It’s not just children alone taking the PSLE anymore. Parents have become so engrossed in it to the point of quitting their jobs for the sake of their kids, short of taking the paper themselves. All this, in addition to the humdrum stress of daily living. Kids have become mere flesh surrogates to the wills of their parents, like jacked up, expensive remote control cars in a death race to the finish. We can only hope they don’t crash and burn.

St Margaret’s girls shaving bald for charity

From ’3 girls who shaved head bald for charity told to wear wigs in school by principal’, 2 Aug 2013, article by Grace Chua, ST

When 15-year-old Leia Lai and two of her classmates went back to school on Monday, they sported a new look – bald. The three St Margaret’s Secondary School students had cut their hair to raise funds for a cancer charity.

But this drew the ire of their principal, as they had not donned wigs, as they had promised earlier.

The school’s rules do not allow “punk, unfeminine or sloppy hairstyles“. Said principal Marion Tan: “It’s very clear in our mission: it’s about their turnout as a young lady.”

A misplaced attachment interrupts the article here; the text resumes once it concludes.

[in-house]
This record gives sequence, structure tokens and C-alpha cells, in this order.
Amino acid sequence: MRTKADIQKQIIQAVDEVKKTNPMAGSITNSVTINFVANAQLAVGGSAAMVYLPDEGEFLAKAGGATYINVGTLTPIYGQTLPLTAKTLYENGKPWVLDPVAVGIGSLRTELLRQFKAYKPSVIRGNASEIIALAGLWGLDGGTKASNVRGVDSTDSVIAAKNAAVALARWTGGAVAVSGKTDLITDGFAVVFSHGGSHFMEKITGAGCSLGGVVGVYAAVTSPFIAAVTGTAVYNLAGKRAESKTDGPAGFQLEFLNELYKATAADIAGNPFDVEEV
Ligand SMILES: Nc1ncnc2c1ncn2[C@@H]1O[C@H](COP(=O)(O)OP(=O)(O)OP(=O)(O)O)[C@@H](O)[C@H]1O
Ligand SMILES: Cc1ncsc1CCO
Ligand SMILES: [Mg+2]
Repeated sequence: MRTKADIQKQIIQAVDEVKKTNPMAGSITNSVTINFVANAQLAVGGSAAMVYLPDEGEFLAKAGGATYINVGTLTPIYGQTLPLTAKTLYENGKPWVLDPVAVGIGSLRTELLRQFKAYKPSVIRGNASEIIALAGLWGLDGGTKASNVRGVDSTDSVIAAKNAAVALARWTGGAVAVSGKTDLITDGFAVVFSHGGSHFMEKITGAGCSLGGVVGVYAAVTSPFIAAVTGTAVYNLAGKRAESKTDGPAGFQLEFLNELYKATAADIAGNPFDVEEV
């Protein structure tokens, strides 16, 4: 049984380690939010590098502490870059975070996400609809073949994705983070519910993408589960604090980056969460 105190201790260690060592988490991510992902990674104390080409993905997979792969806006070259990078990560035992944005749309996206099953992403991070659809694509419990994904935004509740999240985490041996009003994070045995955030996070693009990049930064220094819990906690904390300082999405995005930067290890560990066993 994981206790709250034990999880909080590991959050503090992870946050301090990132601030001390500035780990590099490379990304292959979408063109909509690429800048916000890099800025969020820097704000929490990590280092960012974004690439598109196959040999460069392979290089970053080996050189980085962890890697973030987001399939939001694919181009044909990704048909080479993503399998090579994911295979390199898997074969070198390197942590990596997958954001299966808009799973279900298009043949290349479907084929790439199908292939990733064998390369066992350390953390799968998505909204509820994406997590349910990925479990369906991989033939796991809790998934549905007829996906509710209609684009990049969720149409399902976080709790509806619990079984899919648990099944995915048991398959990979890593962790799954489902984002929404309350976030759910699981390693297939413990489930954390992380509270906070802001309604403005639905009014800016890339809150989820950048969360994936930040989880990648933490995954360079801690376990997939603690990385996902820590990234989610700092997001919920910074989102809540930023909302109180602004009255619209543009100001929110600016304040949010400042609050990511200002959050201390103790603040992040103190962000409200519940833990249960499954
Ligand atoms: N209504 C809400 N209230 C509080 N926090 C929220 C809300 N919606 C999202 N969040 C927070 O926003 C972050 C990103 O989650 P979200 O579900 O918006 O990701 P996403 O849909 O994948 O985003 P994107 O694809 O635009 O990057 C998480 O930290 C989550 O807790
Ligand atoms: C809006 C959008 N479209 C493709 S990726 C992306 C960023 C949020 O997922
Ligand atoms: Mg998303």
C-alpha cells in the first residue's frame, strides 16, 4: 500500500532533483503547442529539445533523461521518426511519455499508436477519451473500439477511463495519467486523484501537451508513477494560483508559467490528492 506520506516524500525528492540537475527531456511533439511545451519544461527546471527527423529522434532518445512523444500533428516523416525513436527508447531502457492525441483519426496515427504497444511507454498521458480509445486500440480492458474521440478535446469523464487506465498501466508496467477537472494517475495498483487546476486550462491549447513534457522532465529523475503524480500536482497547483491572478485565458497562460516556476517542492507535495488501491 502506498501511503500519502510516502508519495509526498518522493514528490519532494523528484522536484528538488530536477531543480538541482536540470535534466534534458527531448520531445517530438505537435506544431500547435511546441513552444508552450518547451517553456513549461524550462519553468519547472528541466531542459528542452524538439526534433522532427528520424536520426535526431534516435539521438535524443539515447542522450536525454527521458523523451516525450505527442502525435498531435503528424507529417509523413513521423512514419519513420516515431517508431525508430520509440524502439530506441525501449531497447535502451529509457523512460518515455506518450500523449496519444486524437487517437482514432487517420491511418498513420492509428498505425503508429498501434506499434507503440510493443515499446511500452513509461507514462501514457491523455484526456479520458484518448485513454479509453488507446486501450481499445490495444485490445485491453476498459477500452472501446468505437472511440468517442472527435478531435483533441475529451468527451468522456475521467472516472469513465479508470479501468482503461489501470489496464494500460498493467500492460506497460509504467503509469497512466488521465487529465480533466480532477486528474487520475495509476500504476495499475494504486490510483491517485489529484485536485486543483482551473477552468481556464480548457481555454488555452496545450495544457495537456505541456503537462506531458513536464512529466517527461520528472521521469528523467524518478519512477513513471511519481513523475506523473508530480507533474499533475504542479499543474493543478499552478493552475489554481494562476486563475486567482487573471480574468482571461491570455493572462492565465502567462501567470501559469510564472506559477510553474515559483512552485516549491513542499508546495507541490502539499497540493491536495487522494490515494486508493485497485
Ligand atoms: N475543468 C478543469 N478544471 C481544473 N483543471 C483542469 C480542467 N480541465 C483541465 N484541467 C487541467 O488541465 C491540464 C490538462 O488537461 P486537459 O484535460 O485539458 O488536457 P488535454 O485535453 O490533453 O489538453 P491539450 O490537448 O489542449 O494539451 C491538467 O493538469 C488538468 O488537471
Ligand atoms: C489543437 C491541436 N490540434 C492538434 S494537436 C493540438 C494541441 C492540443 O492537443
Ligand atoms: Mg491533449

And if the girls were allowed to go bald, others might take advantage.

“Can you imagine if I were to say yes, I’d have everybody coming to school with a bald head. Sometimes it’s a fad, so they would take advantage of the situation.”

…As for Leia and Cherry, they have been allowed to go to school bald. But only because of doctors’ notes certifying they had rashes on their heads from wearing wigs.

If there are convent schools that SUSPEND girls for a week for having hair that’s ‘too short’, what more to be said for those who choose to shave their heads bald, for whatever reason? In 1993, two schoolgirls were forced to wear swimming caps because their hair was too short (School punishes girls whose hair was too short, 9 April 1993, ST). As silly as that would look, it is less patronising to the cancer cause than making the girls cover their head with wigs. Incidentally, St Margaret’s was founded on the basis of a missionary’s charity, with the aim of helping homeless ‘slave’ girls and turning them into ‘good homemakers’. It is also active in raising funds for the Singapore Anglican Community Services. Plenty of such activities involve singing, dancing and hosting gala dinners, but clearly none involve turning ‘young ladies’ into GI Janes.